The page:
about writing and other such passionate matters

Archive for the category “A to Z Blog Challenge”


It’s Day 3 of the A-Z Blogging Challenge! What is this A-Z Blogging Challenge all about? An Aries new moon always inspires disruptive action of sorts. And A – Z Blogging Challenge was staring me in the face. As it is, it’s been a long time since I’ve really written fiction. I was missing my true love *wink,wink*. I attempted & completed A-Z Blogging Challenge in 2013 and partly, the following year (check out the A-Z posts by clicking on the A-Z in the category cloud). The past 2 years, I’ve been traveling up and down by the Mumbai local, 5 days a week. So, it’s inevitable that most of these stories – flash fiction – will be inspired by that daily commute. Drop in here, then, for your daily fix of sweet&spicy stories (from different genres) based on the 26 letters of the English Alphabet.

Read the previous stories here and here.

Read Claustrophobia below:



Genre: Contemporary Fiction

Hugging the doorway pole tight, she stood on the footboard of the Mumbai local which was her favourite place inside the train. Like the breeze that blew her hair all over her face, the train rushed forward, carrying its load of busy people.

She looked down. The adjoining track sped along in the opposite direction. Clumps of dried grass, bleached in the sun, dotted the ground between the tracks.

The strip of dry mud called out to her in tune with the wheels. Clang, clang, come, come, clang, clang, come, come. It looked so inviting: to just jump out and fall splat on the ground. The euphoria of freedom. All ties broken and unbroken, now redundant. Just one step forward.

She looked up. A fleet of birds fluttered upwards breaking free into the sky. The train slowed down as it entered into the station.

Women, keen to be an entrepreneur? My friend Cashmere has broken down the entire process into easy steps. Helpful for all. Check out her blog


Binary Of Pain

It’s Day 2 of the A-Z Blogging Challenge! What is this A-Z Blogging Challenge all about? An Aries new moon always inspires disruptive action of sorts. And A – Z Blogging Challenge was staring me in the face. As it is, it’s been a long time since I’ve really written fiction. I was missing my true love *wink,wink*. I attempted & completed A-Z Blogging Challenge in 2013 and partly, the following year (check out the A-Z posts by clicking on the A-Z in the category cloud). The past 2 years, I’ve been traveling up and down by the Mumbai local, 5 days a week. So, it’s inevitable that most of these stories – flash fiction – will be inspired by that daily commute. Drop in here, then, for your daily fix of sweet&spicy stories (from different genres) based on the next 24 letters of the English Alphabet.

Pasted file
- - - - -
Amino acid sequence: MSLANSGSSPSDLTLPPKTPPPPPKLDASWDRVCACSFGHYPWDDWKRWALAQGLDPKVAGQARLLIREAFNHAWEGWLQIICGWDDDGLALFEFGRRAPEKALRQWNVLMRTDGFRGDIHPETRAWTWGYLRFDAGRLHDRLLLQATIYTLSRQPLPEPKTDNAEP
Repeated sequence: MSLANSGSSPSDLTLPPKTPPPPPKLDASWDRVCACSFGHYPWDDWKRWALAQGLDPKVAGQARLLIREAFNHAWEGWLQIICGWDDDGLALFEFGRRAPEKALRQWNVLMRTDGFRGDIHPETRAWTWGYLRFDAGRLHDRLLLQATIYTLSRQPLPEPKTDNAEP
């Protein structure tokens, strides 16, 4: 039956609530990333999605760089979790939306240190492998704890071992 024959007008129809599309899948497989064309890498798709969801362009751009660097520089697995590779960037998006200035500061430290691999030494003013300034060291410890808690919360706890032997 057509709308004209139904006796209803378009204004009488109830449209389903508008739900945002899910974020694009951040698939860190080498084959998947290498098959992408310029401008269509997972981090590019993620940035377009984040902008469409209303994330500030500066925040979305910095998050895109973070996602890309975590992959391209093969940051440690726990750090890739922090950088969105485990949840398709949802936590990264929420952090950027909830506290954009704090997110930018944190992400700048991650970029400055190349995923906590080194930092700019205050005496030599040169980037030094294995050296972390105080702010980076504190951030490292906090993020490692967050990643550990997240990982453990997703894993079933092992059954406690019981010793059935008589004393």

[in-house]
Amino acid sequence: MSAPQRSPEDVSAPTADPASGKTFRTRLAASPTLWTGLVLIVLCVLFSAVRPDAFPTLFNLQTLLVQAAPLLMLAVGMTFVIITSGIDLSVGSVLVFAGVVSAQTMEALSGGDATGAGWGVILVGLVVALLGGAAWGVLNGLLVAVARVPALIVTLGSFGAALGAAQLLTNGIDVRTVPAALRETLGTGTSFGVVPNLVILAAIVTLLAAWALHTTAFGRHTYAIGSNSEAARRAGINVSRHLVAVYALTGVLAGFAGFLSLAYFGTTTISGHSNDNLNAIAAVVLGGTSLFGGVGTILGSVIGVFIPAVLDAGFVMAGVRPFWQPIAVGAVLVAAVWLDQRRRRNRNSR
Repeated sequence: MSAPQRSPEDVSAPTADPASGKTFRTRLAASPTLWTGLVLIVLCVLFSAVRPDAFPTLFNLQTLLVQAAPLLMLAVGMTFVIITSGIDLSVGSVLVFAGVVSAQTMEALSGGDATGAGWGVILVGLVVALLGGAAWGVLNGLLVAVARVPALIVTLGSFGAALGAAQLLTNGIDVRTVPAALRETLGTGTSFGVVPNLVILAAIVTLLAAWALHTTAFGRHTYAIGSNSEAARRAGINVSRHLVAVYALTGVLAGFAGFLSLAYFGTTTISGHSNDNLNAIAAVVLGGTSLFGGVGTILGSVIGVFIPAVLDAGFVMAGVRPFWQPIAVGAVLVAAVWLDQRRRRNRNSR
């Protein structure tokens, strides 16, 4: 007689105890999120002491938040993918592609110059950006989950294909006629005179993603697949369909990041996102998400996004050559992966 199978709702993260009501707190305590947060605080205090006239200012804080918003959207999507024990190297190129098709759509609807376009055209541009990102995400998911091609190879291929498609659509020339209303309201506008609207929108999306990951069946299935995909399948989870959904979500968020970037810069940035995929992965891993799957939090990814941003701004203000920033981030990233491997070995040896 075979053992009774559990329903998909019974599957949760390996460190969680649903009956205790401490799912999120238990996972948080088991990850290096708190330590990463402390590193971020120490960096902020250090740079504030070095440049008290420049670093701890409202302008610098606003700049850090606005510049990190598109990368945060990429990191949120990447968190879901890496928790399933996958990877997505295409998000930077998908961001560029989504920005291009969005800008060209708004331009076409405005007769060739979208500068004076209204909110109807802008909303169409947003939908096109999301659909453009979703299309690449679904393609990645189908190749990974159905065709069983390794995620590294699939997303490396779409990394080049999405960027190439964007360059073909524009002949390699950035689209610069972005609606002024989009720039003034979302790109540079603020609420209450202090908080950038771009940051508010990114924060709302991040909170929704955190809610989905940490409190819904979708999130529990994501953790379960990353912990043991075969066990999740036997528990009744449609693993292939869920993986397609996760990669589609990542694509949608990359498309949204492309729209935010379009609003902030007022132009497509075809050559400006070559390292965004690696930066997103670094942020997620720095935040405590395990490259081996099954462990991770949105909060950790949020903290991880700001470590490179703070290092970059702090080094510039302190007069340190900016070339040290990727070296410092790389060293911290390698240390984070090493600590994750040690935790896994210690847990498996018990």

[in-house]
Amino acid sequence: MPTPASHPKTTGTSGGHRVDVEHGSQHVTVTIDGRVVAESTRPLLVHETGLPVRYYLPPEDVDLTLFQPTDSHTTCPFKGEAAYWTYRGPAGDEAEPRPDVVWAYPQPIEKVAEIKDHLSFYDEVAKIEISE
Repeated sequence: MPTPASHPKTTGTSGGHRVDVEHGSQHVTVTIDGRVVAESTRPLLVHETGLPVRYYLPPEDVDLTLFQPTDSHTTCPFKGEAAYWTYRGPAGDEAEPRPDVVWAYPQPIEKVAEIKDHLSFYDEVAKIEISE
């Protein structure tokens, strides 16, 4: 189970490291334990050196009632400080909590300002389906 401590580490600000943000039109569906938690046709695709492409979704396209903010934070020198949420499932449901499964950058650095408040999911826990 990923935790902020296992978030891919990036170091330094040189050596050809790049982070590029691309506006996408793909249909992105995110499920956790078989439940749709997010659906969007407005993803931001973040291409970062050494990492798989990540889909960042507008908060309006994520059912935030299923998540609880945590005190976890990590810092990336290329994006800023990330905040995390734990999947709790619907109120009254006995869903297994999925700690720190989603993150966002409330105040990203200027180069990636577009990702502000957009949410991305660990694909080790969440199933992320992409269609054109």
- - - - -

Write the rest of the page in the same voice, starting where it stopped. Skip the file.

Read the previous story here.

Read the Binary Of Pain below:




Vedana expertly patted the Avon concealer on the blueish red spot under her eye. Next, she applied it on the dark blue coin shape on her upper arm. Thank God for Nirmala, her trainmate, who kept up a regular supply of this natural-hued cream.

Sometimes, she felt like taking the knife from the kitchen and plunging it into her husband’s heart. Often, she fantasized about smashing his head in with the stone mortar. She fingered the black-beaded necklace she wore around her neck. A thread stronger than the Polycab wires in the ads on TV.

Almost impossible to snap.

Her marriage had begun with a hard slap and cut lip. The burden of young age and tradition had kept her tongue-tied at the pain. It moved from lip to eyes to arm to burns and whippings. In the other room, her in-laws listened but pretended not to. They’d rather have a home than be thrown out for speaking up for her.

She wanted to hate them for it but weren’t her own parents sailing the same sea with her brother?

She sought refuge in her job though her boss was less devilish than her husband by only a degree or two. A quick glance at the clock made her hurry. She picked up her bag and the S-hook.

In the tightly-packed-with-ladies compartment, Vedana sat in her usual seat next to the window, still fuming inside. Her bag hung down from the steel hook which she had suspended from the luggage carrier above. It swung sideways with every jerk of the train, hitting a standing girl on her cheek. Vedana day-dreamed about escape, oblivious to the wounded glances the young girl threw at her.

Add to your knowledge of foreign phrases & also read some beautiful poetry along with it, on my friend Prakash Hegade’s blog: 


Anahata – the Chakra of Love

What is this A-Z Blogging Challenge all about? An Aries new moon always inspires a disruptive action of sorts. And A – Z Blogging Challenge was staring me in the face. As it is, it has been a long time since I’ve really written fiction. I was missing my true love *wink,wink*. I attempted & completed A-Z Blogging Challenge in 2013 and partly, the following year (check out the A-Z posts by clicking on the A-Z in the category cloud). The past 2 years, I’ve been traveling up and down by the Mumbai local, 5 days a week. Most of these stories – flash fiction – are inspired by that daily commute. So, drop in here for your daily fix of sweet&spicy stories (from different genres) based on the next 25 letters of the English Alphabet. 



Genre: Memoir

One is not at the railway station at this hour except as part of the usual crush to reach home after a travel that has taken up a better part of the day. So, here I am, sitting squashed, back to a stranger on the opposite end of a narrow stone bench that can barely hold one in comfort.